Example open-path eddy-covariance system based on an EC150; large enclosure holds a datalogger and power supply
EC150 gas analyzer head, CSAT3A (serial numbers less than 2000), and EC100 electronics mounted to a mast
Cable ports on bottom of EC100 enclosure
EC150 with CSAT3A (original design, serial numbers less than 2000) and mounting bracket
EC100 enclosure mounting, exploded view
EC150 gas analyzer head and IRGASON & EC150 Zero & Span Shroud mounted on IRGASON & EC150 Lab Stand
EC100 electronics panel
Angled, hydrophobic windows on the EC150 improved performance in rain

Detailed Description

The CSAT3A has the following outputs:

  • Ux (m/s)*
  • Uy (m/s)*
  • Uz (m/s)*
  • Sonic Temperature (°C)*
  • Sonic Diagnostic*

The EC150 has the following outputs:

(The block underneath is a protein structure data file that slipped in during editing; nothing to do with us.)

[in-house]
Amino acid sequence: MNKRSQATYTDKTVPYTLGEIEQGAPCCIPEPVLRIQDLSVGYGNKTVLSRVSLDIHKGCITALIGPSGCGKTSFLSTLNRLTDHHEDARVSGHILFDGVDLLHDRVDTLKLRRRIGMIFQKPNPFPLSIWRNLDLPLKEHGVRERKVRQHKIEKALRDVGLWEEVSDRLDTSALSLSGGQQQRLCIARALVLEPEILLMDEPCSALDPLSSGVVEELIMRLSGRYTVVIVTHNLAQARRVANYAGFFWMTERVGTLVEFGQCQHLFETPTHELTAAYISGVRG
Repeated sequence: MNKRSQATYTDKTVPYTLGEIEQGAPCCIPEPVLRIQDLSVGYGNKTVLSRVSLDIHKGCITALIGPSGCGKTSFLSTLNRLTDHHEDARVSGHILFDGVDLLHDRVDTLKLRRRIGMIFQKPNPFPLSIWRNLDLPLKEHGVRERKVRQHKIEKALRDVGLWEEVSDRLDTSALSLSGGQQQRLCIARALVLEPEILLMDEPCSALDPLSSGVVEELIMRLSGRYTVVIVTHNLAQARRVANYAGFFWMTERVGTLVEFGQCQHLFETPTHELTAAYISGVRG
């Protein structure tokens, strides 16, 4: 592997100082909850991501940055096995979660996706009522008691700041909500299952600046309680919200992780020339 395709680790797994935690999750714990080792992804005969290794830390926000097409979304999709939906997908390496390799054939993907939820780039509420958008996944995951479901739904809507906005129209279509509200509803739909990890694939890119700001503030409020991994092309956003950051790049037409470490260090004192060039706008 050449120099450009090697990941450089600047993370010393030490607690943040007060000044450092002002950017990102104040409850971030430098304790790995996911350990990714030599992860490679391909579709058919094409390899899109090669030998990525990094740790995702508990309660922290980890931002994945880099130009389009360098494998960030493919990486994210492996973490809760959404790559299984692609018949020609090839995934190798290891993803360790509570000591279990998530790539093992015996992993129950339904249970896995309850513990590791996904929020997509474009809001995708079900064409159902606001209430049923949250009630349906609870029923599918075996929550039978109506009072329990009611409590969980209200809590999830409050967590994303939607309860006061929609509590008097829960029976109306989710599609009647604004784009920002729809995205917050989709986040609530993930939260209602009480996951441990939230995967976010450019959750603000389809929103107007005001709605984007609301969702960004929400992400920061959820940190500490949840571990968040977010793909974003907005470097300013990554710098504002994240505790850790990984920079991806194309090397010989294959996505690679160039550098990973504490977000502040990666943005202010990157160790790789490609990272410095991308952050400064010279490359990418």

• CO2 Density (mg/m3)
  • H2O Density (g/m3)
  • Gas Analyzer Diagnostic
  • Ambient Temperature (°C)
  • Atmospheric Pressure (kPa)
  • CO2 Signal Strength
  • H2O Signal Strength
  • Source Temperature (°C)

*The first five outputs require the CSAT3A Sonic Anemometer Head.

Specifications

Operating Temperature Range -30° to +50°C
Calibrated Pressure Range 70 to 106 kPa
Input Voltage 10 to 16 Vdc
Power 5 W (steady state and power up) at 25⁰C
Measurement Rate 60 Hz
Output Bandwidth 5, 10, 12.5, or 20 Hz (user-programmable)
Output Options SDM, RS-485, USB, analog (CO2 and H2O only)
Auxiliary Inputs Air temperature and pressure
Gas Analyzer/Sonic Volume Separation 5.0 cm (2.0 in.)
Warranty 3 years or 17,500 hours of operation (whichever comes first)
Cable Length 3 m (10 ft) from EC150 and CSAT3A to EC100
Weight
  • 2.0 kg (4.4 lb) for EC150 head and cables
  • 1.7 kg (3.7 lb) for CSAT3A head and cables
  • 3.2 kg (7.1 lb) for EC100 electronics

Gas Analyzer

Path Length 15.37 cm (6.05 in.)
A temperature of 20°C and pressure of 101.325 kPa was used to convert mass density to concentration.

Gas Analyzer - CO2 Performance

-NOTE- A temperature of 20°C and pressure of 101.325 kPa was used to convert mass density to concentration.
Accuracy